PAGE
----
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Old 07-05-2008   #25
rex
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Default Re: Kaleidescape and Toshiba Claim 1080p Upscaling Players Rival Blu-ray

I mispoke. They don't have to connect; though such a connection could be involved in their upconversion capability in the future; though admittedly this is mere speculation. Clearly Toshiba wants to include internet connectivity with the future capability of DVD players. See: http://www.tgdaily.com/content/view/38204/97/
The great irony in this whole thing is that Toshiba's plans for super upconversion depend upon the use of the cell processor-based "Spurs Engine" -- the same type that is currently used in the Sony PS3, which was directly responsible for the demise of HD-DVD! If you want to see an example of what it can do, check out these before and after images:
http://64.233.179.104/translate_c?hl.../23/21296.html
Honestly, I don't understand why people get upset with Toshiba for wanting to try a new technology. The more new technologies companies invest research in the better for the consumer. They are not "sore losers", they have made a calculated business decision which may or may not pay off. Either way consumers will benefit in the long run. This is called "free market" economics.

Last edited by rex; 07-05-2008 at 02:42 PM.. Reason: typo
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Old 07-05-2008   #26
wes
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Cool Re: Kaleidescape and Toshiba Claim 1080p Upscaling Players Rival Blu-ray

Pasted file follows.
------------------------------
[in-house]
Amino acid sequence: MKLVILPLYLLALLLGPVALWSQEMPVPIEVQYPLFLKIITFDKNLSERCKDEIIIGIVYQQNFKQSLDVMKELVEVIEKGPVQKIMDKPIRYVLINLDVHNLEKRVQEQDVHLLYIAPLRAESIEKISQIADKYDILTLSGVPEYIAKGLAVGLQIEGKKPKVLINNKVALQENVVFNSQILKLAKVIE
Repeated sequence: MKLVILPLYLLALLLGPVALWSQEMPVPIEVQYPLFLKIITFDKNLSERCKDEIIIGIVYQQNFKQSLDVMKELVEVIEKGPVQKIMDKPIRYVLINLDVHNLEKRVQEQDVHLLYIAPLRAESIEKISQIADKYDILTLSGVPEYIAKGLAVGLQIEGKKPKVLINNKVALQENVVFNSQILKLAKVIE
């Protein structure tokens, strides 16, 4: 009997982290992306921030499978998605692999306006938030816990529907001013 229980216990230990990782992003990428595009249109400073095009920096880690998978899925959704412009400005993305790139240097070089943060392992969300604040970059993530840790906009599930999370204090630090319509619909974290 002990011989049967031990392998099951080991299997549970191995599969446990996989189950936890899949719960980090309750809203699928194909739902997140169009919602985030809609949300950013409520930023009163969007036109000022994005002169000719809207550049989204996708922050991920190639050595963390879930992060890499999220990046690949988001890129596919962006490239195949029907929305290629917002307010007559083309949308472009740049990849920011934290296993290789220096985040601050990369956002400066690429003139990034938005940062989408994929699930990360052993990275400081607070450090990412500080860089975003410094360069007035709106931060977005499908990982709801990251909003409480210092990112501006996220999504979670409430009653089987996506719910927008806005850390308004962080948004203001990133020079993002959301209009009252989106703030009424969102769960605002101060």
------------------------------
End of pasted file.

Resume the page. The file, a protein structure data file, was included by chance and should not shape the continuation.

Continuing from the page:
Whatever I will stick with the real thing Blu Ray
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Old 07-06-2008   #27
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Default Re: Kaleidescape and Toshiba Claim 1080p Upscaling Players Rival Blu-ray

Quote:
That is correct; and legacy DVD's are actually encoded in only 480i, so "progressive scan" players are already upconverting (deinterlacing) to generate the 480p output.
Just a FYI,

DVDs are encoded by "field" rather than by "frame", so in one sense progressive-scan DVD players do need to do a little bit of work to recombine the proper pair of fields back into a complete frames. And there are different ways of doing this (reading flags to instruct you as to which fields go together, or analyzing a series of fields to determine the cadence). But when done properly, you get back the *real* actual original progressive frame that is identical to the frame before it was split into fields.